Besides the TV we have in the basement was a really crappy old B&W TV which never picked up any signals well and we only used it when there was something major going on. We did, however, have the 13" Sony color TV we bought in the U.P. in the mid-80s. It's tuner doesn't work very well, but the monitor inputs work great.

So I ordered the converter box coupons in August, kicking myself for not getting them earlier so we could watch the Summer Olympics. They had a 14 November 2008 expiration date, so on the way home on Halloween, I stopped by Circuit City and chose the Zenith over the APEX box, picked up an amplified RCA smart antenna and a couple of odd bits. Yeah, the digital antenna is the gotcha of the "free" converter box program. While the converter boxes aren't exactly $40 -- at least not yet -- the antenna runs just about as much as the box. So be it.

Too often I buy parts for a project and they sit around. But my motivation for doing this on Halloween was so we could go downstairs to put the kitties to bed on Tuesday night and still have election results. And so we dragged the parts downstairs and hooked up the whole thing, fighting through a small mountain of wrapping, cable ties and other detrius.

And it works. Mostly.

Seven Channels Found

That sounds good, until you realize that DTV channels have four sub-channels, so four of the seven are from WGVU-PBS, and two are WZZM-ABC and WZZM Weather (actually a really good thing to have). CBS, NBC, FOX, etc. -- not showing up.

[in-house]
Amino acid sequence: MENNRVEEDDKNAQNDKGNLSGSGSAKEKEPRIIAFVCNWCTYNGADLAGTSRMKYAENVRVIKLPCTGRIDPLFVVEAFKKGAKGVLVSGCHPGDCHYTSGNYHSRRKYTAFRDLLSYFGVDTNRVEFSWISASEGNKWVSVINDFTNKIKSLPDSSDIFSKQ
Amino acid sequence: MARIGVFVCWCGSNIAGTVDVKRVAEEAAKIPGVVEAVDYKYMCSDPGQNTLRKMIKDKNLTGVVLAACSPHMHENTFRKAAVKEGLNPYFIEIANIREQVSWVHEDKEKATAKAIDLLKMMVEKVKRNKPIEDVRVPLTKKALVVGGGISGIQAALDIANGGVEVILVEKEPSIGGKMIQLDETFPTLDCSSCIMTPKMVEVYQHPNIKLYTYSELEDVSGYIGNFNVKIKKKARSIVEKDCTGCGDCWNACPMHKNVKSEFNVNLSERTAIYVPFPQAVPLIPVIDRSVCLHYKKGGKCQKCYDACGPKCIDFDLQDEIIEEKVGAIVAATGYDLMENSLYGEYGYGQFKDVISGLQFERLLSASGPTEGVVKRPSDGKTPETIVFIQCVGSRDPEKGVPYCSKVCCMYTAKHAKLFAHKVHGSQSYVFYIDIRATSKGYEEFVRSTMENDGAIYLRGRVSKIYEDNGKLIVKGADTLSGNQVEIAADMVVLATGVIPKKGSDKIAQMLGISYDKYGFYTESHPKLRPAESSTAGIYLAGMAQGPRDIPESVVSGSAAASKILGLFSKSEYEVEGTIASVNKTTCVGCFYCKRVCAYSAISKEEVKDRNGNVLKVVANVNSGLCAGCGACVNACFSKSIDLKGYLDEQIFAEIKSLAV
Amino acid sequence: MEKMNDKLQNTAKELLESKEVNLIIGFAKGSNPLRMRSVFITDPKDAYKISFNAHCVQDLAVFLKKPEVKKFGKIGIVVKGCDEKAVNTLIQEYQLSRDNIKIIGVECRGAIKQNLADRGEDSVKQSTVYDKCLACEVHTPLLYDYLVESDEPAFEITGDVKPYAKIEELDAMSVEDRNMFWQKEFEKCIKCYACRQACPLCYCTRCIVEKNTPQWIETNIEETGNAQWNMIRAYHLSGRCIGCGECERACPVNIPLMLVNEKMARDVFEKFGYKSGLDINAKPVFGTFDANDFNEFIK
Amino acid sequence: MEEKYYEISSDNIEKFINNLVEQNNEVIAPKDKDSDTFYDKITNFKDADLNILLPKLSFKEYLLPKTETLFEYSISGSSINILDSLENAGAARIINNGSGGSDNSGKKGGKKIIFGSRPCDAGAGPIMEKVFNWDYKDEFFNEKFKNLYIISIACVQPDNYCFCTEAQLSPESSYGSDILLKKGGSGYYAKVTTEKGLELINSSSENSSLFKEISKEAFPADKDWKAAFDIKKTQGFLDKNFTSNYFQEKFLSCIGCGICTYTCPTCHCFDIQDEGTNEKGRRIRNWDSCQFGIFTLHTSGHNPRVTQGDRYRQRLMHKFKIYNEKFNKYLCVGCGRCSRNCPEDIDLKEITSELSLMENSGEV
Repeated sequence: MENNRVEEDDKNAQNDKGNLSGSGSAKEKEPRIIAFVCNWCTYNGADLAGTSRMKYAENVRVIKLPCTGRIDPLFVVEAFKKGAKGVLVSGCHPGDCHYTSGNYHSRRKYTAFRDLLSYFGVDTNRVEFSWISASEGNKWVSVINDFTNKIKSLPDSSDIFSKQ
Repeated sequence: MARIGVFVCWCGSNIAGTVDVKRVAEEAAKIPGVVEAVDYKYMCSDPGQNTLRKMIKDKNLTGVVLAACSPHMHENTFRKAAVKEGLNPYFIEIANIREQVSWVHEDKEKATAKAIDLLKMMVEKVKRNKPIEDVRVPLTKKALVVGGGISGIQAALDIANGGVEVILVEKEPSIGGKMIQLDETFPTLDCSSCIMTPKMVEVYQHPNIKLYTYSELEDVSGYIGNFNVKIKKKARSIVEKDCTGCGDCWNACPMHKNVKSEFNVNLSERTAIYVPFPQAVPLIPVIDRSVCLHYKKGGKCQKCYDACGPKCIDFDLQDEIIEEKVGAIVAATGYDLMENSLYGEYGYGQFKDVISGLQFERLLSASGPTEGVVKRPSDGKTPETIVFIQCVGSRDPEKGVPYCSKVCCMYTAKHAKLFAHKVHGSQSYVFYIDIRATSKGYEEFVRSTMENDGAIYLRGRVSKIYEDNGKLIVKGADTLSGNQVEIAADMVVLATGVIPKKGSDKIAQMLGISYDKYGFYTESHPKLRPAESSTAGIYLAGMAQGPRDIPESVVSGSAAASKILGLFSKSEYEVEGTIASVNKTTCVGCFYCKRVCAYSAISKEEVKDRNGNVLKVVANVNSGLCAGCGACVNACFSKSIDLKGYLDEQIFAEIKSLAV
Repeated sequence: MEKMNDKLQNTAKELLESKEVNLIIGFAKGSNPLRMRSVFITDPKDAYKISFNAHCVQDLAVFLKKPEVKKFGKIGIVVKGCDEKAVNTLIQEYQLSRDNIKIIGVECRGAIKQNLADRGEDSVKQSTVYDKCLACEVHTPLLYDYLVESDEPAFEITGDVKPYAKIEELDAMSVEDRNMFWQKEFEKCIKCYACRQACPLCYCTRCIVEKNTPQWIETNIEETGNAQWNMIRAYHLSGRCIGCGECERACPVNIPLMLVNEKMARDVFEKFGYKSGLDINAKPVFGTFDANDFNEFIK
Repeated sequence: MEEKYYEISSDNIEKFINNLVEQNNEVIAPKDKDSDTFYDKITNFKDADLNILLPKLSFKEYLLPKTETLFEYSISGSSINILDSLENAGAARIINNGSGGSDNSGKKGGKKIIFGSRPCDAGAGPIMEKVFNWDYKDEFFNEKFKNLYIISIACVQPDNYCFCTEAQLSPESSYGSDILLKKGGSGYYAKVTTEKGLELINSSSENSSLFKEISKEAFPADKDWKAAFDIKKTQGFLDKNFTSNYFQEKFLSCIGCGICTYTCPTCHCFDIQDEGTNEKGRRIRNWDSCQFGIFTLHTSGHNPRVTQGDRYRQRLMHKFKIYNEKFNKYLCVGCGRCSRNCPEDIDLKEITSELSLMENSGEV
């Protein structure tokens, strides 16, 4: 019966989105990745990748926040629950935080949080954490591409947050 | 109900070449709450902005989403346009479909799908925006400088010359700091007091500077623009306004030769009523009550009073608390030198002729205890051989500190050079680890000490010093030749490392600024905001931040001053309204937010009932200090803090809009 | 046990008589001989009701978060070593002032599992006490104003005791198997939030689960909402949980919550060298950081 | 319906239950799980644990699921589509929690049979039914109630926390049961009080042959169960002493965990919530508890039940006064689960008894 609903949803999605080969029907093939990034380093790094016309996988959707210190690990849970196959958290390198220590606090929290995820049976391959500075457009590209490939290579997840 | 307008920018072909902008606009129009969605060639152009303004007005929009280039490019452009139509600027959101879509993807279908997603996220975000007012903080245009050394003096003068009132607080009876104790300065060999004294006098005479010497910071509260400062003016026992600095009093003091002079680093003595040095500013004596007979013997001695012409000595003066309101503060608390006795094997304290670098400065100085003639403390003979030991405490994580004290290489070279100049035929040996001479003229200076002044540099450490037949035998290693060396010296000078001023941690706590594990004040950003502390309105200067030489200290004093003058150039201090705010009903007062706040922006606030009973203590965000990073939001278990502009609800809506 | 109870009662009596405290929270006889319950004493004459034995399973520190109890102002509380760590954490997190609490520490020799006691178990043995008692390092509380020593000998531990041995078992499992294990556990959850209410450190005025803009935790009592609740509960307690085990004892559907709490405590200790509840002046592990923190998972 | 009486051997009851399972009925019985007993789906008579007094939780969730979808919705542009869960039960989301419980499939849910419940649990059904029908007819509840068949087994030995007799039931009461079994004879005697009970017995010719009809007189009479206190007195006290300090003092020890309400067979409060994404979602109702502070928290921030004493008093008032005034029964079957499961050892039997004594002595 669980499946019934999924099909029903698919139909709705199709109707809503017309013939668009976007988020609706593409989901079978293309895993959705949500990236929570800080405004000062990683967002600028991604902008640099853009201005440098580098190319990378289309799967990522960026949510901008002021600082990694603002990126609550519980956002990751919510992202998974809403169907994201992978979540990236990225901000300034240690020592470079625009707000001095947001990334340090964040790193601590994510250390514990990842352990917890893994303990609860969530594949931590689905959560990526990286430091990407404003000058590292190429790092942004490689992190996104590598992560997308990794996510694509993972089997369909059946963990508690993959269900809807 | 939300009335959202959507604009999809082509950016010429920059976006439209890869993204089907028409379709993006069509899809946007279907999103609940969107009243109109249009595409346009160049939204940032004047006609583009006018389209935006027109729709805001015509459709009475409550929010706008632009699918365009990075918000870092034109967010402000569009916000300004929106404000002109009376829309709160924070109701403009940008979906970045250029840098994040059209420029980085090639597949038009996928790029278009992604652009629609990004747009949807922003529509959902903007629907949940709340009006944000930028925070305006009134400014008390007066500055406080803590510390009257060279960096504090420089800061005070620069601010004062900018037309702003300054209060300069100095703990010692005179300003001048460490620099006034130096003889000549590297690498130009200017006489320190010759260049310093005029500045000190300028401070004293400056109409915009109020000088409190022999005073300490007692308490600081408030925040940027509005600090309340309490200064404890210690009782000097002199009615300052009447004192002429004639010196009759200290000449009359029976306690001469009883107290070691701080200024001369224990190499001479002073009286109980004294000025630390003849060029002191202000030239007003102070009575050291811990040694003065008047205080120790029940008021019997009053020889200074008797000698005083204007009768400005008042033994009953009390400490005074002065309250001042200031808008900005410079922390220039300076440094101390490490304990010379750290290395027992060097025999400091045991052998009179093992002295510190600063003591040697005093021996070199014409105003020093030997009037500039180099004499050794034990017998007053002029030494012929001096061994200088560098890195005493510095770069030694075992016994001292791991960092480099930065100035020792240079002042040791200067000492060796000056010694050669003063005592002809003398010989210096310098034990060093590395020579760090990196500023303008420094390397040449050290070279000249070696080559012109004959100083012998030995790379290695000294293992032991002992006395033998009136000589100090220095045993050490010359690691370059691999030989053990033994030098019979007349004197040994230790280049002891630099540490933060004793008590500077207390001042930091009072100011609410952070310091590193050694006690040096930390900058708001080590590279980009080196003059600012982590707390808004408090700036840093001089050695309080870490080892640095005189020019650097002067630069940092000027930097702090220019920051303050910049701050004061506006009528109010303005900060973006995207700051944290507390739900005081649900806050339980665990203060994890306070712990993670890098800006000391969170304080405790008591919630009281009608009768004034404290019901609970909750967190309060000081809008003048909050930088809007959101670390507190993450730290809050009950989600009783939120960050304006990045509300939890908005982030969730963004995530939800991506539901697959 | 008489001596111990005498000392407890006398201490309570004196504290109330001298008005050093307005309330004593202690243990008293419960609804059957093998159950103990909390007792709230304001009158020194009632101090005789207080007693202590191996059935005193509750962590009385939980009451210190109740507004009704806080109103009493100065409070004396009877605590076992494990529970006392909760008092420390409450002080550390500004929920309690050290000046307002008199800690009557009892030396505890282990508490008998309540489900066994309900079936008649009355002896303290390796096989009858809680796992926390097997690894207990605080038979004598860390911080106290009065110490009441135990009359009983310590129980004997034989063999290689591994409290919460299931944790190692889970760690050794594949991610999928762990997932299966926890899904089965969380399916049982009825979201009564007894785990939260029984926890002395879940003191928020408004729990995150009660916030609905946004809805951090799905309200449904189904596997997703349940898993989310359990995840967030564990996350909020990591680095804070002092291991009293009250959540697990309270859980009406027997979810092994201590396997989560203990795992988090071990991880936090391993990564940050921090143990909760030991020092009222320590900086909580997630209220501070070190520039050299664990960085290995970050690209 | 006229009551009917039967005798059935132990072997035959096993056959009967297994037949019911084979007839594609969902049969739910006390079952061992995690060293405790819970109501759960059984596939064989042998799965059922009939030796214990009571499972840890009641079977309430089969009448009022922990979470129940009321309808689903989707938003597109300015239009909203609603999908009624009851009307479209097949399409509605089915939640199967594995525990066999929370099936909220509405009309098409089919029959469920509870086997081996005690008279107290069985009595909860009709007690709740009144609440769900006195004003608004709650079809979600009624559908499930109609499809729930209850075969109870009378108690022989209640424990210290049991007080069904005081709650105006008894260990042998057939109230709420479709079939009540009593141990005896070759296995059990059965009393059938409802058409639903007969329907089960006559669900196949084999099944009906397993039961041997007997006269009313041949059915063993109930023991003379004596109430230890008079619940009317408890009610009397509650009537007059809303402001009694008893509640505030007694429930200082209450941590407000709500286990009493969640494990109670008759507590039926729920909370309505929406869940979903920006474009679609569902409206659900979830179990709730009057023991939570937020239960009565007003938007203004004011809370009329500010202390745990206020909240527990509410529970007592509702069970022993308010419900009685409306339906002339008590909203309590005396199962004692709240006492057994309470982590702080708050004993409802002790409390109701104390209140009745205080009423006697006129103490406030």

This may change as we mess with antenna positions, etc. Or if I can find a more powerful amplifier. But we have "something." Yay us.

But...

There are downsides, of course.

The big one is that DTV is, well, digital. Either it works or it doesn't. No more watching distant stations with audio only or putting up with jumpy fuzzy pictures. Not only are DTV transmissions at lower power, I believe, they have neither the range nor the penetration into buildings and basements as VHF/UHF did. And your old non-digital ready VCR ain't going to work except on the last channel you set the converter box to.

For us, the signal from WZZM-ABC must be borderline, because it freezes up, audio gets choppy and the images begin to pixelate as it loses video updates. The weather sub-channel is better. That should be what we need in the winter.

But we are NOT getting the number of channels we did before. And I'm not sure we'd get the whole set even if we set this up in the upstairs of the house. A lot of people are going to be pissed. A LOT of people.

And that 800-lb. gorilla lurking in the hallway? Well, just because your cable provider is still going to continue analog broadcast over cable after 17 February 2009, doesn't mean they will do so forever. We will have to replace our TVs or get another sort of converter box sometime. And I'll rant about it when it happens.

Not at all the clean and simple conversion people think this will be. (sigh)

Dr. Phil